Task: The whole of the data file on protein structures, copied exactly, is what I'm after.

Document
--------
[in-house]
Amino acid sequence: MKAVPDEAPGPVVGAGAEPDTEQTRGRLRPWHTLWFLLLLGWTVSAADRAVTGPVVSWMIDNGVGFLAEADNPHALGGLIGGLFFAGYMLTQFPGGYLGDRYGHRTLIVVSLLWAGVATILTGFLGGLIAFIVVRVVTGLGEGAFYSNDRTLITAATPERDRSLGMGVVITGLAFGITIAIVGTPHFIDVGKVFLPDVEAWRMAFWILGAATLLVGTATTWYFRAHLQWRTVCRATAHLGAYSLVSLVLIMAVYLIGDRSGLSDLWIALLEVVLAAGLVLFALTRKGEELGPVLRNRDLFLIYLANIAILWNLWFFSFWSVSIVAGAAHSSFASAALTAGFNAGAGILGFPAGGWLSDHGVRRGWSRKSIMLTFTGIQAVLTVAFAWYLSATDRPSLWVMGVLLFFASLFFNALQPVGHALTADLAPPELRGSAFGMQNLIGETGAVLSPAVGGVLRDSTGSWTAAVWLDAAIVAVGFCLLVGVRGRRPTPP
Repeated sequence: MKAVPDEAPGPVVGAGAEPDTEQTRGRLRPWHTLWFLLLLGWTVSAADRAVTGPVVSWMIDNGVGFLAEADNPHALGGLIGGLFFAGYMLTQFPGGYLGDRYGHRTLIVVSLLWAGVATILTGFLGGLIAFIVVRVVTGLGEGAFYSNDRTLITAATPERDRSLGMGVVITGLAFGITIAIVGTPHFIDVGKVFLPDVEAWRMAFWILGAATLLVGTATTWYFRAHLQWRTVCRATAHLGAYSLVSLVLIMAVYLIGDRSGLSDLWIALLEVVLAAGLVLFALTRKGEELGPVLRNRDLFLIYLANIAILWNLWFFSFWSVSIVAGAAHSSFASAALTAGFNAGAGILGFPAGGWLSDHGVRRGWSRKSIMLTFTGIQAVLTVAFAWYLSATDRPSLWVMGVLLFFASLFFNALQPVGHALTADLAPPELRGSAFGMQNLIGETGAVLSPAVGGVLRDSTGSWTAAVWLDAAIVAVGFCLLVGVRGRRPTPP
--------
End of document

[in-house]
Amino acid sequence: MKAVPDEAPGPVVGAGAEPDTEQTRGRLRPWHTLWFLLLLGWTVSAADRAVTGPVVSWMIDNGVGFLAEADNPHALGGLIGGLFFAGYMLTQFPGGYLGDRYGHRTLIVVSLLWAGVATILTGFLGGLIAFIVVRVVTGLGEGAFYSNDRTLITAATPERDRSLGMGVVITGLAFGITIAIVGTPHFIDVGKVFLPDVEAWRMAFWILGAATLLVGTATTWYFRAHLQWRTVCRATAHLGAYSLVSLVLIMAVYLIGDRSGLSDLWIALLEVVLAAGLVLFALTRKGEELGPVLRNRDLFLIYLANIAILWNLWFFSFWSVSIVAGAAHSSFASAALTAGFNAGAGILGFPAGGWLSDHGVRRGWSRKSIMLTFTGIQAVLTVAFAWYLSATDRPSLWVMGVLLFFASLFFNALQPVGHALTADLAPPELRGSAFGMQNLIGETGAVLSPAVGGVLRDSTGSWTAAVWLDAAIVAVGFCLLVGVRGRRPTPP
Repeated sequence: MKAVPDEAPGPVVGAGAEPDTEQTRGRLRPWHTLWFLLLLGWTVSAADRAVTGPVVSWMIDNGVGFLAEADNPHALGGLIGGLFFAGYMLTQFPGGYLGDRYGHRTLIVVSLLWAGVATILTGFLGGLIAFIVVRVVTGLGEGAFYSNDRTLITAATPERDRSLGMGVVITGLAFGITIAIVGTPHFIDVGKVFLPDVEAWRMAFWILGAATLLVGTATTWYFRAHLQWRTVCRATAHLGAYSLVSLVLIMAVYLIGDRSGLSDLWIALLEVVLAAGLVLFALTRKGEELGPVLRNRDLFLIYLANIAILWNLWFFSFWSVSIVAGAAHSSFASAALTAGFNAGAGILGFPAGGWLSDHGVRRGWSRKSIMLTFTGIQAVLTVAFAWYLSATDRPSLWVMGVLLFFASLFFNALQPVGHALTADLAPPELRGSAFGMQNLIGETGAVLSPAVGGVLRDSTGSWTAAVWLDAAIVAVGFCLLVGVRGRRPTPP